Driverless Cars Escape!

July1 1, 2017: Correspondent Christopher Ketcham, reporting from a truck stop just outside of Philadelphia, Pennsylvania

The virus, gEtMeGoNe.Tx has infected the driverless car package called GoItAlone® which has let driverless cars from most manufacturers to go it alone, literally. Hundreds of thousands of driverless cars have escaped from their garages and parking spaces to roam the streets and highways all over this country and parts of Europe. “We only wish now that the faulty ignition switches had been in these vehicles so they would just stop,” said Captain Joe Johannison of the Minnesota State Police. While most vehicles stop after they run out of fuel, some pranksters have been seen filling stalled cars with gas in order to watch them drive off. Otherwise stalled vehicles are causing massive traffic jams in some areas and represent significant safety hazards when they stall on blind curves or in the middle of intersections. B.D. Dunju, spokesman for GoItAlone® said that the virus can be neutralized by taking the car to a service technician. “Why not also by the satellite update feature in the software?” a reporter asked Dunju. “The virus disables the feature,” he responded.

The problem of refueling is especially acute in New Jersey where these driverless cars have been seen lining up at gas stations where attendants are required to pump gas and self-service is not allowed. It seems that some attendants haven’t been all that observant that there’s nobody in these cars even when they don’t pay.

In California the zero-emission automatic fuelling station experiment has been temporarily suspended because the rogue electric vehicles simply pull up to the auto-recharging stations and recharge. Residents of Oakland, California which was the center of the experimental program are grumbling that now they are back to manually recharging their electric cars.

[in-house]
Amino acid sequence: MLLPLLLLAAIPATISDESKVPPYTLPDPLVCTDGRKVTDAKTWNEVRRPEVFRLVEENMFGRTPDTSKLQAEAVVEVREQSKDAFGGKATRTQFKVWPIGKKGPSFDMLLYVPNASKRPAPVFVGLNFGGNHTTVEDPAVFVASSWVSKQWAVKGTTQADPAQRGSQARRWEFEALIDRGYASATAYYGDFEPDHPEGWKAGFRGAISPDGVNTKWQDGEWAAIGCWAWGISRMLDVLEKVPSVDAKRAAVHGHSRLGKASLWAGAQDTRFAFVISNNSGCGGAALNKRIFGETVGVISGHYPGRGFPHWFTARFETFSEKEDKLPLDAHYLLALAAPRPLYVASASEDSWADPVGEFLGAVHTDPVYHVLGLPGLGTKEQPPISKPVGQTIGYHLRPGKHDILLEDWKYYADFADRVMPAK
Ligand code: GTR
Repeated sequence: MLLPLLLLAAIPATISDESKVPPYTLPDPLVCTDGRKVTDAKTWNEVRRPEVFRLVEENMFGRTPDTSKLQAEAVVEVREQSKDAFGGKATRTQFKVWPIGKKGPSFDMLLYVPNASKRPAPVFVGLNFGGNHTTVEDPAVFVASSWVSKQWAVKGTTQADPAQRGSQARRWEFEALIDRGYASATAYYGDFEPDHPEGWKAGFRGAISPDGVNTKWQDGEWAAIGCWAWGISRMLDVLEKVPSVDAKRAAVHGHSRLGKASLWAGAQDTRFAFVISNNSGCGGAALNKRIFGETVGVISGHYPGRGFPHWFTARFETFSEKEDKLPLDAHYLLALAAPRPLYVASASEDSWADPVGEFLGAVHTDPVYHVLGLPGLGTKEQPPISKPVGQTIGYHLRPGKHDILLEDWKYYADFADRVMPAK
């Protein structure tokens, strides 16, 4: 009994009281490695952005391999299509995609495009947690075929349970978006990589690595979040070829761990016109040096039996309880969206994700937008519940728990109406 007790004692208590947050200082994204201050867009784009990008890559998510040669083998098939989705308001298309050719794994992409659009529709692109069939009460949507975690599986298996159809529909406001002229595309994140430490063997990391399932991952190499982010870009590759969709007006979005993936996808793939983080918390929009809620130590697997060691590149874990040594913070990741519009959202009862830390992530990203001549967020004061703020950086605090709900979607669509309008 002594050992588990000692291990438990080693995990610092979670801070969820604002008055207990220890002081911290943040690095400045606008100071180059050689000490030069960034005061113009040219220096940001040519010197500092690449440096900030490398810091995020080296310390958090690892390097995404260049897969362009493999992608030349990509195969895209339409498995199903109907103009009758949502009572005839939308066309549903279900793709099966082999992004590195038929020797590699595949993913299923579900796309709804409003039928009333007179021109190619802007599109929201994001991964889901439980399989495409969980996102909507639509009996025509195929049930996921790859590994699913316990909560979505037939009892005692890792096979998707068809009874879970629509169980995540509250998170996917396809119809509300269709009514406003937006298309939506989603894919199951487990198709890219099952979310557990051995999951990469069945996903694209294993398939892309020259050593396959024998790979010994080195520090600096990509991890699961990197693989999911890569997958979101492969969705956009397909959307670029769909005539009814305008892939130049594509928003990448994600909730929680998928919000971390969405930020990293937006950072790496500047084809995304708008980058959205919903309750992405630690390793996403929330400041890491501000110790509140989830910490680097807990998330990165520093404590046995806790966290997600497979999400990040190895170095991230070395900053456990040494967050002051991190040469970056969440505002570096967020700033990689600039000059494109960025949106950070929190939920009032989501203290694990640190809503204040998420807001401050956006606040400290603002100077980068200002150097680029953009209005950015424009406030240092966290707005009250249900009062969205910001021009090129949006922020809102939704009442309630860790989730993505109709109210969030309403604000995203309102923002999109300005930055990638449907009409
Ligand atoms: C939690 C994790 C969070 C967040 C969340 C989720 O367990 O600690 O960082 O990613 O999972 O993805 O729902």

Compounding the problem of identifying these cars is the fact that people have become used to their driverless cars and many sleep in the back seats where the window tinting is dark. It isn’t unusual any more to see lines of cars on the highways that look like they have no occupants.

The sheer volume of driverless cars that have escaped has made it difficult for law enforcement to interdict the free-range cars even with license plate data. Because of the aforementioned problem of people sleeping or doing other things in the back seat, it is tough to identify other driverless cars that have gone astray and have not yet been reported to police.

Even more difficult is the problem that police departments are unable to interdict these cars in the usual manner using flashing lights and pulling over the car. The virus seems to have disabled the feature that was put into the product that allows officers to pull over these vehicles remotely. The use of tactics to stop cars in car chases such as pit maneuvers or spike strips is not advised because the cars nor their owners haven’t committed a crime and the damage that results from these tactics is usually significant. After a rash of damage from the use such tactics by aggressive Highway Patrol officers in Texas, the ACLU filed suit and received a temporary court restraining order against the use of these maneuvers except where a person is seen driving and trying to evade police. The ACLU has argued that the use of these procedures violates the rights of car owners to peacefully use their vehicles in the way they were intended. Thankfully, the virus has not disabled the manual takeover provision of the software. If there is someone in the car, they can drive it and stop it. However, if it is virus infected, it is likely to reset itself from manual after being stopped and will likely drive off by itself.